I have always liked games that generate an exciting story, a narrative of events that takes you beyond a test of manoeuvre and dice-rolling. When I play a wargame, I want to feel like I’m living out the finale of a classic action movie, with distinct characters, heroes and villains, moments of heroism and sacrifice, high tension and bad fortune all playing their part.
For 02 Hundred Hours, my focus was night-time commando raids in World War II. There is a rich pool of inspiration, both historical and fictional – films like Where Eagles Dare and The Guns of Navarone, as well as the many incredible real-world operations that took place…
After the disaster of the German Blitzkrieg and the retreat to Dunkirk, Churchill ordered the creation of a new type of fighting force, based on the ‘butcher-and-bolt’ tactics of the irregular soldiers he had encountered during the Boer War, 40 years earlier. Such ungentlemanly behaviour was actively opposed by the military establishment, but their success led to the aggressive ‘commandos’ being replicated in various forms by every nation in the war.
Small groups of the SAS infiltrated the enemy lines, assisted by spies from the Special Operations Executive as well as local resistance fighters. Under cover of darkness they launched attacks on radar stations, airfields and rail lines, sneaking past sentries, taking them out with silent take-downs or opening fire in deadly ambushes. They would plant charges, grab intelligence or even kidnap enemy officers and then fight clear before reinforcements could arrive.
These were the events I wanted to recreate on the tabletop, and that required rules for something that is not often tackled in wargames – stealth.
Hidden in the Dark
Of course, in any wargame the players have a god-like view of everything on the table (and generally don’t play in the pitch black!). As such, the ‘fog of war’ – the fact that your toy soldiers wouldn’t actually know where enemies are – is either ignored completely or, as in my case, had to be simulated by the game rules.
In 02 Hundred Hours, the first step to achieve this is that at the start of a game, none of the fighters on either side know where their enemies are. This is referred to as being ‘covert’. If a combatant is spotted or gives themselves away somehow, they become ‘detected’, allowing the enemy to move towards them and potentially attack.
My initial idea was for one dice-face to represent alerting the enemy, so the more dice you roll, the more likely you are to be seen or make a noise. This quickly evolved into two types of dice, one white, representing noisy actions with the chance being detected, and the other grey, for quiet, stealthy behaviour with the chance of cancelling out an ‘Alert’ from the noisy dice, and allowing detected soldiers to become covert again, slipping away into the shadows.
In fact, many actions use a combination of both dice. A Sneak action might use two of the ‘quiet’ dice and one of the ‘noisy’ dice, so you’re likely to stay hidden but there’s always a small possibility of things going wrong! On the other hand, firing a Tommy gun uses three of the noisy dice, so it’s likely (but not guaranteed) that the enemy will spot your position.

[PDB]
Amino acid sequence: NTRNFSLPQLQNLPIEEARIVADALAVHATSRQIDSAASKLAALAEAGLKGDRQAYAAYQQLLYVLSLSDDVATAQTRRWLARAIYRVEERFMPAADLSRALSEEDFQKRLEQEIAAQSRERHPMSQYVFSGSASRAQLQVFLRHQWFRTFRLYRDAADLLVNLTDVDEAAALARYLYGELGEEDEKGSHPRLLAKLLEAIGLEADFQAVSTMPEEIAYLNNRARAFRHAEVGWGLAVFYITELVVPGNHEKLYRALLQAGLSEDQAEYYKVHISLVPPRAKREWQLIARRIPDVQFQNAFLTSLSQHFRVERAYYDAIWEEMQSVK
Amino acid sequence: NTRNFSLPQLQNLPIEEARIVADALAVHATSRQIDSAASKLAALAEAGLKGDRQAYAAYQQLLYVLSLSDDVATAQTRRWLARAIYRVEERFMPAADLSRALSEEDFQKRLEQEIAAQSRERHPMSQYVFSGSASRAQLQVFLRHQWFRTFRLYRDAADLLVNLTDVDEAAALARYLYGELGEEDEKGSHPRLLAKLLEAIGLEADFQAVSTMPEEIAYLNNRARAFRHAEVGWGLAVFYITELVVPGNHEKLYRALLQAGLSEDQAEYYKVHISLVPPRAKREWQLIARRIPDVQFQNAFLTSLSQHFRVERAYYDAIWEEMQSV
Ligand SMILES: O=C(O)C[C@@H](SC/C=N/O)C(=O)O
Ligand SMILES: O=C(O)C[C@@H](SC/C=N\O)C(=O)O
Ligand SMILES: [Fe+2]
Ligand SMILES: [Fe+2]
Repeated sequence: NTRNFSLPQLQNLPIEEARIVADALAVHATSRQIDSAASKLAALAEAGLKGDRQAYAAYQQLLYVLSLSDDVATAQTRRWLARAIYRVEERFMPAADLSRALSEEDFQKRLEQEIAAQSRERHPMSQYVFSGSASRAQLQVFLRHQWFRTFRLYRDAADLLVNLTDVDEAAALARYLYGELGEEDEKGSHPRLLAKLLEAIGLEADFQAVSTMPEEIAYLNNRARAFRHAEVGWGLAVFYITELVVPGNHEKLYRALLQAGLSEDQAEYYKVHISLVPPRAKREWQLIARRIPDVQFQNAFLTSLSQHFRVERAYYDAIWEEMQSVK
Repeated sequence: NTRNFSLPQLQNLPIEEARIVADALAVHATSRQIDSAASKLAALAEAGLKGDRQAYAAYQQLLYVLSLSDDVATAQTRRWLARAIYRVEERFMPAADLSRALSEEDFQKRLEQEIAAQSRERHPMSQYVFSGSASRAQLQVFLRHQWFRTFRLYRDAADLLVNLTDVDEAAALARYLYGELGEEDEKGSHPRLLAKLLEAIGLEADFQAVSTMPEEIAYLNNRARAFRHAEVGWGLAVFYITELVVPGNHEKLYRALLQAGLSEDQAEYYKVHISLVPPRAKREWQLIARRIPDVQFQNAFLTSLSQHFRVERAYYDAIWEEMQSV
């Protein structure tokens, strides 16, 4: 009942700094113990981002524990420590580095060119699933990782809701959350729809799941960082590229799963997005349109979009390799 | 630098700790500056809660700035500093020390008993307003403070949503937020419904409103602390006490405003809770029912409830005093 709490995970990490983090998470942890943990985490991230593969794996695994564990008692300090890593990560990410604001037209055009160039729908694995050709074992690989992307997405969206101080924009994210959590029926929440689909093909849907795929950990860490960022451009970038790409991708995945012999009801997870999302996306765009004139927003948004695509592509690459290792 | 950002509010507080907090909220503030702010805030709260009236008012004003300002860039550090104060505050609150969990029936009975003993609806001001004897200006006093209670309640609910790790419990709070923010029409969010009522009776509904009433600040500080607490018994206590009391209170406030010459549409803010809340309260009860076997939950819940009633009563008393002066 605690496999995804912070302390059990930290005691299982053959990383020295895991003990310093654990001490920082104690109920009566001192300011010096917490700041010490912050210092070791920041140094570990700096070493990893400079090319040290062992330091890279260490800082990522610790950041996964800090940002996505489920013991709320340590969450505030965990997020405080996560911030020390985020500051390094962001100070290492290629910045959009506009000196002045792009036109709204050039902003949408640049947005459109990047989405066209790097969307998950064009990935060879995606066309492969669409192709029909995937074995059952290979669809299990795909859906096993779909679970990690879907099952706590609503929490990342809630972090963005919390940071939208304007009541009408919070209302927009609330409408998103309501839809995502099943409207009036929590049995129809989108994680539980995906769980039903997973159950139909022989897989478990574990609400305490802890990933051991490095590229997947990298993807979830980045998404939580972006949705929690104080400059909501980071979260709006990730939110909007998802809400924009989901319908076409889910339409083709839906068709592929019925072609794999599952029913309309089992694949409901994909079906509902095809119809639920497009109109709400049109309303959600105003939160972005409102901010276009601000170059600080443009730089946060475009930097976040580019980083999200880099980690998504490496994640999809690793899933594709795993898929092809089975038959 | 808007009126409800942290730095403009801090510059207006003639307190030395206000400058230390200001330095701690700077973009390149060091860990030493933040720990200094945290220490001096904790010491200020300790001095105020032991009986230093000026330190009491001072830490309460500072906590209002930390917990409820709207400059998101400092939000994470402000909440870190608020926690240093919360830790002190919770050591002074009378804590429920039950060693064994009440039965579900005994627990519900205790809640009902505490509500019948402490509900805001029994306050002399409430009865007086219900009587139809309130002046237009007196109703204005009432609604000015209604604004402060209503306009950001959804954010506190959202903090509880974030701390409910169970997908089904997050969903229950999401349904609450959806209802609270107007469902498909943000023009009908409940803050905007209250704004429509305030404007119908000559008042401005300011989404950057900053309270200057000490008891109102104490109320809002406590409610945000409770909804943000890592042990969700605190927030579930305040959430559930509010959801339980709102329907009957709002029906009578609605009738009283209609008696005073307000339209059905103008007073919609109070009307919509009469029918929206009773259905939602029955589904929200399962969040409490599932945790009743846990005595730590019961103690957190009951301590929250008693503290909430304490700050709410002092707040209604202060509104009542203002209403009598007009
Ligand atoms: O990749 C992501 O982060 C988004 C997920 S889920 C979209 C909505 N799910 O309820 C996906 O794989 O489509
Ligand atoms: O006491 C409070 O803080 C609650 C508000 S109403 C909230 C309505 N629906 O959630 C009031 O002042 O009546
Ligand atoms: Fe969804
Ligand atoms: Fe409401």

I’ve played plenty of games in which darkness is represented by a ‘spotting roll’ to randomize how far a model can ‘see’ before shooting. However, you rarely see any restrictions on how models move around, which makes it impossible to do anything particularly secretive. If you try to sneak a unit behind enemy lines, your opponent can simply move troops to counter the threat, even though the men on the ground would have no idea it was coming.
So for 02 Hundred Hours I needed some limitations on the way models move about. Firstly, the lowly sentries move along a patrol route that the defending player marks out at the beginning of the game. Other defenders make a Roving Patrol move, which heads in a random direction pointed by the chevrons on the dice. A good roll allows the player to choose which direction to follow. However if there is a detected enemy close by, the defenders make a faster move directly towards that enemy. This often leads to spotting more foes and raising the alarm, but also pulls the sentries out of position and may leave holes for the attackers to exploit.
The attackers have a little more leeway, sneaking slowly in any direction, but can only move fast towards a detected enemy.
Raise the Alarm!
For a realistic behind-the-lines raid, the game starts with the defenders unaware they are under attack and they won’t open fire straight away. No point waking up the whole garrison if that thing rustling in the bushes is just a stray dog, right? Only once a certain number of enemies are detected is the alarm raised, and the defenders are free to shoot and fight. Naturally things like gunfire, explosions, finding a body or coming face-to-face with a foe set off the alarm much faster.